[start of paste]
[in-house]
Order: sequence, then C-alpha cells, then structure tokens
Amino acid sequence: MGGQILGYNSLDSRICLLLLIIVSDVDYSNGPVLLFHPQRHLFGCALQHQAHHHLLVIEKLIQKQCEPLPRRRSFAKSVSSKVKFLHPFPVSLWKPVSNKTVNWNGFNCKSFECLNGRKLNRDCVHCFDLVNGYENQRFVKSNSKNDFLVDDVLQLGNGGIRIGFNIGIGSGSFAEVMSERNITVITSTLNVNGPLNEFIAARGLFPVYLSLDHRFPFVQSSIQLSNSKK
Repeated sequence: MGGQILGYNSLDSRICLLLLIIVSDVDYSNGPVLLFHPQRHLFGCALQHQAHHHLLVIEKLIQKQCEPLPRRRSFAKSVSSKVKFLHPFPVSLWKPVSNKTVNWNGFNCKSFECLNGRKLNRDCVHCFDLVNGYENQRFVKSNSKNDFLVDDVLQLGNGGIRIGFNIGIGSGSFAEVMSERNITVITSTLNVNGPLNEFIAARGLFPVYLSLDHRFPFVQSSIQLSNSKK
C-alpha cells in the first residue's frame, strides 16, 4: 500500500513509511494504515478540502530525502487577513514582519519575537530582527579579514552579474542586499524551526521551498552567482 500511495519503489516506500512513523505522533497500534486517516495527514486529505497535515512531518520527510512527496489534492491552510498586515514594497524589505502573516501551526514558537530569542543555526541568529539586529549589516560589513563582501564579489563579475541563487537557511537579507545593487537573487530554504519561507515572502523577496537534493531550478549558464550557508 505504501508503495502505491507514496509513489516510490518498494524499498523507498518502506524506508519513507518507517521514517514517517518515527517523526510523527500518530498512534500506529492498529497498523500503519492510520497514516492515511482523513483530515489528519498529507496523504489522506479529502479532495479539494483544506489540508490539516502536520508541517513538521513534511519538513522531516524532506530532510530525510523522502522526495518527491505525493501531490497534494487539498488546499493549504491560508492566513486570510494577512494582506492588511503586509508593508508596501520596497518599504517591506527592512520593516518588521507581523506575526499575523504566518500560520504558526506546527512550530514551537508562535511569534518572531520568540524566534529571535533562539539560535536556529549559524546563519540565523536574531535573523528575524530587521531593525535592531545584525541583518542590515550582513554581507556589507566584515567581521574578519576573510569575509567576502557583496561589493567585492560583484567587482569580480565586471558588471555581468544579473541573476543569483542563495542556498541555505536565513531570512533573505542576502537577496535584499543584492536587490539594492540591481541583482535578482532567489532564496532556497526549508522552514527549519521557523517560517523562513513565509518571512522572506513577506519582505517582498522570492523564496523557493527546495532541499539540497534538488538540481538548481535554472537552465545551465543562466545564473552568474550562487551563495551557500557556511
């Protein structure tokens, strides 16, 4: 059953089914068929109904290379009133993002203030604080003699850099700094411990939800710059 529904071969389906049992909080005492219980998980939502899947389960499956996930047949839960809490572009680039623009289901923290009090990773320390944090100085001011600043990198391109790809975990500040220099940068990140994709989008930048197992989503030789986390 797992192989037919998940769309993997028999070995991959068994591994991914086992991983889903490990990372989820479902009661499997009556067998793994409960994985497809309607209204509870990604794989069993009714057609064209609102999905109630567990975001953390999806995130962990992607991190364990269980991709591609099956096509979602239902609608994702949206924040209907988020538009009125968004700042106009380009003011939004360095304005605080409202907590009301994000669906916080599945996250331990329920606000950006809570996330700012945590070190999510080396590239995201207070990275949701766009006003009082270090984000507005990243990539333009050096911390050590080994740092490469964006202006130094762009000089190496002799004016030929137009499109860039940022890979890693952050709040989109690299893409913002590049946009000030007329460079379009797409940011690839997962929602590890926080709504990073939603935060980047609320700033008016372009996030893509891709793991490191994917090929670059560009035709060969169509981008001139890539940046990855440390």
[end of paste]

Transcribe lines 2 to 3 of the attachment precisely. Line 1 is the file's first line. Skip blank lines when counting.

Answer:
Order: sequence, then C-alpha cells, then structure tokens
Amino acid sequence: MGGQILGYNSLDSRICLLLLIIVSDVDYSNGPVLLFHPQRHLFGCALQHQAHHHLLVIEKLIQKQCEPLPRRRSFAKSVSSKVKFLHPFPVSLWKPVSNKTVNWNGFNCKSFECLNGRKLNRDCVHCFDLVNGYENQRFVKSNSKNDFLVDDVLQLGNGGIRIGFNIGIGSGSFAEVMSERNITVITSTLNVNGPLNEFIAARGLFPVYLSLDHRFPFVQSSIQLSNSKK